Monday, October 26, 2015

TPP: Good or Bad Deal? By Erick San Juan

TPP: Good or Bad Deal? By Erick San Juan

After nearly six years of negotiations, trade ministers recently announced they had reached agreement on the text of the Trans-Pacific Partnership. This does not mean the TPP is a done deal. The next hurdle for this perceive rigged corporate power grab is to convince the participating governments, including Congress, to ratify it.

Both chambers of Congress must ratify the TPP by a majority vote using a process called “fast track.” The Trade Justice Movement fought a multi-year campaign to prevent Congress from giving the president fast-track trade authority. "We delayed it for much longer than the corporate traders wanted, forcing the TPP into the election year. Since the TPP is believed to be a 'Toxic Political Poison,' an election year is not when they wanted to consider it. The corporate traders were required to compromise and to pass fast track. One key compromise was making the text of the agreement public for 60 days before Congress considers it. This is a tremendous opportunity to educate and mobilize people."

Just after the TPP negotiators reached an agreement, Ralph Nader was asked if the TPP could be stopped. He said, “It will be stopped on its demerits.” He further noted its wide impact, saying, “Its scope is everything,” and described it as a “global corporate coup … the most brazen corporate power grab in American history.” The TPP, he added, is “a major peril to our national authority” that is “ceding our sovereignty, ceding our self-reliance, ceding everything we can do within the boundaries of the United States.”

The TPP is a bad deal. Just like every other similar agreement, it is going to outsource jobs, lower wages globally, increase the wealth divide, increase the U.S. trade deficit, undermine democracy, weaken the federal court system, degrade the environment and undermine sovereignty at every level of government. The more people who learn about this deal, the worse it will look, and if we resist it, the likelihood of passage in Congress will shrink.

And, similar to the TPP, the Transatlantic Trade and Investment Partnership is having troubles in Europe. Europeans see TTIP either not advancing or going in the wrong direction because of the heavy handedness of the U.S. The French negotiator said: “France is considering all options including an outright termination of negotiations.”

More than 3 million people across Europe signed a petition calling on the European Commission to scrap the agreement and hundreds of thousands marched in Berlin last Oct. 10 opposing the TTIP. People realize that rather than opening up new markets, since the U.S. and EU countries already trade a great deal, it will privatize public services for corporate profits. (By Kevin Zeese and Margaret Flowers, Global Research, October 24, 2015)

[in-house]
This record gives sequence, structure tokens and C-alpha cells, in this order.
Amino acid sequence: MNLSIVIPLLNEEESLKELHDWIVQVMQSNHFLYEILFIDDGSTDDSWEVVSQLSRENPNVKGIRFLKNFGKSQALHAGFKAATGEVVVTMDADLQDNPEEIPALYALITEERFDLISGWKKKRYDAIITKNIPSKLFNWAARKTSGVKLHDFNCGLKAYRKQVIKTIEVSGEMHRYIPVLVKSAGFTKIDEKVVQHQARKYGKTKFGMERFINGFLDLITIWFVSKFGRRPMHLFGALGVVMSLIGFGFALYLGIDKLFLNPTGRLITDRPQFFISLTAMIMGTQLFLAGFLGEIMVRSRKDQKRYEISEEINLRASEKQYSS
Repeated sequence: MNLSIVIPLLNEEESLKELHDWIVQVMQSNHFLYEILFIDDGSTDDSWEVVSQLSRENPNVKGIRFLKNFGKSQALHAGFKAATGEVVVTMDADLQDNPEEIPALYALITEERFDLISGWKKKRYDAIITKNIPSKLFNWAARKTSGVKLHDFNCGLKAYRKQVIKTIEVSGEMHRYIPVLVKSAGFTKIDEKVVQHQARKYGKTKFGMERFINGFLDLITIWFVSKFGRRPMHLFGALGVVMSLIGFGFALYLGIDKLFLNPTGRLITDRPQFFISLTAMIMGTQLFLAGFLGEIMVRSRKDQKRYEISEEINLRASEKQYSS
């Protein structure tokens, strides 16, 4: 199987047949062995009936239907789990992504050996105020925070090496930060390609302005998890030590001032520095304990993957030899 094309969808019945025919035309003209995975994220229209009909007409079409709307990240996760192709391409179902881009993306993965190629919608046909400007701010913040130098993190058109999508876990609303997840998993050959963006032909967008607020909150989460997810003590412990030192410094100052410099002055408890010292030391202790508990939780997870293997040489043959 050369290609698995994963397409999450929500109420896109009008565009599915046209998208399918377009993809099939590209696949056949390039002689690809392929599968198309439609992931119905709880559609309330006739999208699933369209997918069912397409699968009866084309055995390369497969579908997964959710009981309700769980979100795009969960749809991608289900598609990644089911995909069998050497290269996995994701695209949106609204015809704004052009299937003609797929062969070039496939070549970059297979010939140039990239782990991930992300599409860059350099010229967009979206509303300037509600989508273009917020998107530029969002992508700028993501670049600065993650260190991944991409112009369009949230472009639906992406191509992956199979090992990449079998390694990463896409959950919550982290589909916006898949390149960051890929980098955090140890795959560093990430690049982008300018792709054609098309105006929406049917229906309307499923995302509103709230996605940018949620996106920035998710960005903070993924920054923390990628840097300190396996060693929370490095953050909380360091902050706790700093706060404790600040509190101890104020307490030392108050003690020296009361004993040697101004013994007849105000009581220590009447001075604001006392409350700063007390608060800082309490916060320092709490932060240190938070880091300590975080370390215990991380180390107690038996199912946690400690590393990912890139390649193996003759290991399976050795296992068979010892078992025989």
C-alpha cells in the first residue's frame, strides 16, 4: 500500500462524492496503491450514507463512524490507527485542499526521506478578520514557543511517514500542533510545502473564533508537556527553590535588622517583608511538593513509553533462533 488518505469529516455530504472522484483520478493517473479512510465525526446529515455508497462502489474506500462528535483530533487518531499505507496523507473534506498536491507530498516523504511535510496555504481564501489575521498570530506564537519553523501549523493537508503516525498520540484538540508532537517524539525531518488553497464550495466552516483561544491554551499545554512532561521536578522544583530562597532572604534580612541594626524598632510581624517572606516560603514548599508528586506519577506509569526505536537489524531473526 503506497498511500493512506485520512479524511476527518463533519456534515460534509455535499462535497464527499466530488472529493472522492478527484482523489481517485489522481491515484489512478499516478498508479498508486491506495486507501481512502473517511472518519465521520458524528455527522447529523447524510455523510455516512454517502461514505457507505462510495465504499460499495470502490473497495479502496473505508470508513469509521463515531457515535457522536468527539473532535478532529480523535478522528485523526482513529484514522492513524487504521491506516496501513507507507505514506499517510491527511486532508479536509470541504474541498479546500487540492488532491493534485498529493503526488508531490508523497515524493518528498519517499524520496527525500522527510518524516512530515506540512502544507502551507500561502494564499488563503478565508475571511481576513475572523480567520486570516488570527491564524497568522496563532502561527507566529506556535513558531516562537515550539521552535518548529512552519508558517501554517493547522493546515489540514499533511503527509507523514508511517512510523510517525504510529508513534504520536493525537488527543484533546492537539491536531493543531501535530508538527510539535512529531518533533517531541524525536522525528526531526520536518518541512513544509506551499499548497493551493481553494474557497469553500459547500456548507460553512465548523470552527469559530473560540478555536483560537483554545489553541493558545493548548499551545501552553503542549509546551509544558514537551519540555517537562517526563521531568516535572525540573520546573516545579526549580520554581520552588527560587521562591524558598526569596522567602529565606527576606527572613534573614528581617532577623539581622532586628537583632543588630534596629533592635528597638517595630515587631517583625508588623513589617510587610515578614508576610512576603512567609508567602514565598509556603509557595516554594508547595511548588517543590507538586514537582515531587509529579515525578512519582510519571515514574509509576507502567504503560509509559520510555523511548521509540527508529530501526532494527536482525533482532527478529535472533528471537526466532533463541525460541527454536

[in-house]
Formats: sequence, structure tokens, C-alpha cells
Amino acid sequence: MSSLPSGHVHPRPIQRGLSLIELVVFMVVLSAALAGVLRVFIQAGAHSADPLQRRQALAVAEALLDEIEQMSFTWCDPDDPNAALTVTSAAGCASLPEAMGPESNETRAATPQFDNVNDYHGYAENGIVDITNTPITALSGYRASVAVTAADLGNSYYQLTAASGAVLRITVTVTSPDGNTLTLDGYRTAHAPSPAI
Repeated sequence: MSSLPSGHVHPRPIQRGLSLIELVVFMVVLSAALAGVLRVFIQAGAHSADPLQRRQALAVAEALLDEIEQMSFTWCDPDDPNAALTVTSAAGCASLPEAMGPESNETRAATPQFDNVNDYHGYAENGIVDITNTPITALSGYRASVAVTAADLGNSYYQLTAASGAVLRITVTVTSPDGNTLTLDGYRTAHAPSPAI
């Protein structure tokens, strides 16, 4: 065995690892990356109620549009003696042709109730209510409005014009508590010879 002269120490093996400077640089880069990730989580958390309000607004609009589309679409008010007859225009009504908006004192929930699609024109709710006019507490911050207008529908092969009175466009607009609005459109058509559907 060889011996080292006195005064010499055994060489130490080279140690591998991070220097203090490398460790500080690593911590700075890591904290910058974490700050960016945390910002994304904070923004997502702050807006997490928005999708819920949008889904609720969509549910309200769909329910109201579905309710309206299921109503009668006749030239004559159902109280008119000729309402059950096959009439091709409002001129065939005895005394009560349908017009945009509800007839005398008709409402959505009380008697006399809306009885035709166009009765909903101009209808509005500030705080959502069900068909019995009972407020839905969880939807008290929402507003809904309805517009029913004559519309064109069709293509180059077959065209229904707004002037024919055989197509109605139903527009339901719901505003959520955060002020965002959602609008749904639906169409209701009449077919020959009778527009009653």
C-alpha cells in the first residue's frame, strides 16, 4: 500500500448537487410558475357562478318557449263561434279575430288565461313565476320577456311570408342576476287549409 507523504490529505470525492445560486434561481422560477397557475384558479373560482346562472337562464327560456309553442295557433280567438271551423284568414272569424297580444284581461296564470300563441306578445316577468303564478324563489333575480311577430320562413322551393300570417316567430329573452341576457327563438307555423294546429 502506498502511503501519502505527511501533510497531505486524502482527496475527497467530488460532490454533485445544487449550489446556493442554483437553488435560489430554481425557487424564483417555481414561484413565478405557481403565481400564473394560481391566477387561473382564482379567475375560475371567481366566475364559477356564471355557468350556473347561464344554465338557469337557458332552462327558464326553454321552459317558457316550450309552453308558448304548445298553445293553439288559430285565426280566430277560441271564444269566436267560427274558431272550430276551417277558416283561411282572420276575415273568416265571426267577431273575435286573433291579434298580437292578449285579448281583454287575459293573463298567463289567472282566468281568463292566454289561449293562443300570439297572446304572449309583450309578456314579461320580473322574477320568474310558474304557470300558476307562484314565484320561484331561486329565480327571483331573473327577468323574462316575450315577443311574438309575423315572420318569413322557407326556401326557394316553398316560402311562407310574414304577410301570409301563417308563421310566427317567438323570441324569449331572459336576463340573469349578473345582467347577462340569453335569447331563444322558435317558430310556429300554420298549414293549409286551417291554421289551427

As the TPP getting closer to its ratification, opposition to the said agreement is also growing stronger. There are reports that the US Congress will delay the ratification until late 2016.

“In the US, opposition continues to mount, suggesting that the TPP faces a difficult time getting through Congress.

US Democratic front-runner, Hillary Clinton, came out against the TPP, arguing that it is too favourable to powerful pharmaceutical companies and believing that it didn’t “meet the high bar I have set”. While Clinton’s opposition could be viewed as mere politicking in the lead up to an election year, opposition is mounting across the board.

The powerful US pharmaceutical lobby is reportedly livid that the TPP did not secure better monopoly protections, whereas big tobacco lobby and its representatives in Congress are furious that the industry has been carved-out of the investor-state dispute settlement provision, thus limiting its ability to take legal action against member states that regulate against the tobacco industry.” (By Leith van Onselen,

The much talked about US pivot to Asia wherein the TPP is the centerpiece seemed to have lost its way by dealing with the Middle East crisis.

As what Fareed Zakaria opinion writer at the Washington Post online) wrote “The Obama administration’s foreign policy energies are fully engaged in the Middle East — negotiating the Iran deal, sending Special Operations forces into Iraq, supporting Saudi airstrikes in Yemen, working with the Syrian rebels. Whatever happened to the pivot to Asia?

Remember, the basic argument behind the pivot was that the United States was overinvested in the Middle East, a crisis-prone region of dwindling importance to the U.S. national interest. Asia, on the other hand, is the future. Of the four largest economies, three are in Asia, if measured by purchasing-power parity. As Singapore’s late leader Lee Kuan Yew often said, “America will remain the world’s dominant power in the 21st century only if it is the dominant Pacific power.”

The growing tension in some of the flashpoints where a regional conflict might be waiting to be triggered by a miscalculated event are just too overwhelming for a leader who will be facing an election soon. President Obama will have to play his cards well in order to have a legacy that will go down in history as something to be proud of. If not.....

No comments: